FAQ

  1. How do I know how much house I can afford? Answer
  2. How do I know which type of mortgage is best for me? Answer
  3. What does my mortgage payment include? Answer
  4. How much cash will I need to purchase a home? Answer
  5. What is the difference between a fixed-rate loan and an adjustable-rate loan? Answer
  6. How is an index and margin used in an ARM? Answer
  7. What is an FHA Loan? Answer
  8. What is PMI? Answer
  9. What is a VA Loan? Answer

Q : How do I know how much house I can afford?

A : The amount that you can borrow will depend upon your employment history, credit history, current savings and debts, and the amount of down payment you are willing to make. Give us a call, and we can help you determine exactly how much you can afford as well as the best product for you.


Q : How do I know which type of mortgage is best for me?

A : There is no simple formula to determine the type of mortgage that is best for you. This choice depends on a number of factors, including your current financial picture and how long you intend to keep your house. Todays Mortgage, can help you evaluate your choices and help you make the most appropriate decision.


Q : What does my mortgage payment include?

A : For most homeowners, the monthly mortgage payments include these parts: Principal: Repayment on the amount borrowed
Interest: Payment to the lender for the amount borrowed
Taxes & Insurance: Monthly payments are normally made into a special escrow account for items like hazard insurance and property taxes. This feature is sometimes optional, depending on the amount of your down payment.

If you borrow more than 80% of the purchase price, you will pay a mortgage insurance premium until the loan-to-value allows the monthly premium to be dropped.


Q : How much cash will I need to purchase a home?

A : The amount of cash that is necessary depends on a number of items. Generally speaking, though, you will need to supply:

Earnest Money: The deposit that is supplied when you make an offer on the house
Down Payment: A percentage of the cost of the home that is due at settlement
Closing Costs: Costs associated with processing paperwork to purchase or refinance a house

Some of the closing costs may be payable at the beginning of the application but most are paid at closing


Q : What is the difference between a fixed-rate loan and an adjustable-rate loan?

A : With a fixed-rate mortgage, the interest rate stays the same during the life of the loan. With an adjustable-rate mortgage (ARM), the interest changes periodically, typically in relation to an index. While the monthly payments that you make with a fixed-rate mortgage are relatively stable, payments on an ARM loan will likely change.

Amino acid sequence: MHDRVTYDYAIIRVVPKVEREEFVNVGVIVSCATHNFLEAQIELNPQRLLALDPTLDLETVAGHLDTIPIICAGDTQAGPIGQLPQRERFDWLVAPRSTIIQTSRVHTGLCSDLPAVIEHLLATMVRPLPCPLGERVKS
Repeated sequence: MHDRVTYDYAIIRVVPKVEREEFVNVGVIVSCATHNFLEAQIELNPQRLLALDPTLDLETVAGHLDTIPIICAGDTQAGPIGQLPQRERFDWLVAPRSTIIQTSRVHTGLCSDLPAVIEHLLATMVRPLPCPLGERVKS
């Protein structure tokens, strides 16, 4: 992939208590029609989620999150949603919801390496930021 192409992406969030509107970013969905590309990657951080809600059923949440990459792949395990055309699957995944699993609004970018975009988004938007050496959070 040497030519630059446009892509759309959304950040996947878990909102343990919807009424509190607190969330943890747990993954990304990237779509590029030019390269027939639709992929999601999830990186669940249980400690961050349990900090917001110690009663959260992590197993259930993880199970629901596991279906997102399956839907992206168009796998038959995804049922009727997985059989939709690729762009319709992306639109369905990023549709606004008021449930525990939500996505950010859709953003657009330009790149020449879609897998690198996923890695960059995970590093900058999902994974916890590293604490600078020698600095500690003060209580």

There are advantages and disadvantages to each type of mortgage, and the best way to select a loan product is by talking to us.


Q : How is an index and margin used in an ARM?

A : An index is an economic indicator that lenders use to set the interest rate for an ARM. Generally the interest rate that you pay is a combination of the index rate and a pre-specified margin. Three commonly used indices are the One-Year Treasury Bill, the Cost of Funds of the 11th District Federal Home Loan Bank (COFI), and the London InterBank Offering Rate (LIBOR).


Q: What is an FHA Loan?

A: The Federal Housing Administration (FHA) was established in 1934 to improve housing standards and conditions and to provide an adequate home financing system through insurance of mortgages. Families that would otherwise be excluded from the housing market were finally able to buy the homes of their dreams.

An FHA loan allows you to buy a house with as little as 3.5% down, instead of the higher percentages required to secure many conventional loans. Taking advantage of the FHA loan program is a great way for first time buyers, or anyone with a shortage of down payment funds, to buy a home. The FHA does not make home loans--it insures them. If a home buyer defaults, the lender is paid from the insurance fund. This is a perfect mortgage solution for those starting out or those having a tough time qualifying for conventional loans.


Q: What is PMI?

A: If you make a down payment of less than 20% of the purchase price of the home, mortgage lenders generally require that you take out Private Mortgage Insurance (PMI) that protects the lender incase you default on your mortgage. You may need to pay up to a year’s worth of premium for this coverage at closing, which can amount to as much as several hundred dollars. One obvious way to avoid this extra cost is to make a 20% down payment. There are also other ways to eliminate PMI such as 80-10-10 financing which is further described in this section.


Q: What is a VA Loan?

A: The VA Loan began in 1944 through the original Servicemen's Readjustment Act, also known as the GI Bill of Rights. The GI Bill was signed into law by President Franklin D. Roosevelt and provided veterans with a federally guaranteed home with no down payment. This feature was designed to provide housing and assistance for veterans and their families, and the dream of home ownership became a reality for millions of veterans. VA guaranteed loans are made by private lenders, such as banks, savings & loans, or mortgage companies to eligible veterans for the purchase of a home, which must be for their own personal occupancy. The guaranty means the lender is protected against loss if you or a later owner fails to repay the loan. The guaranty replaces the protection the lender normally receives by requiring a down payment allowing you to obtain favorable financing terms.


For more information on the mortgage lending process see our blog post on the Top 10 Mortgage Questions Answered.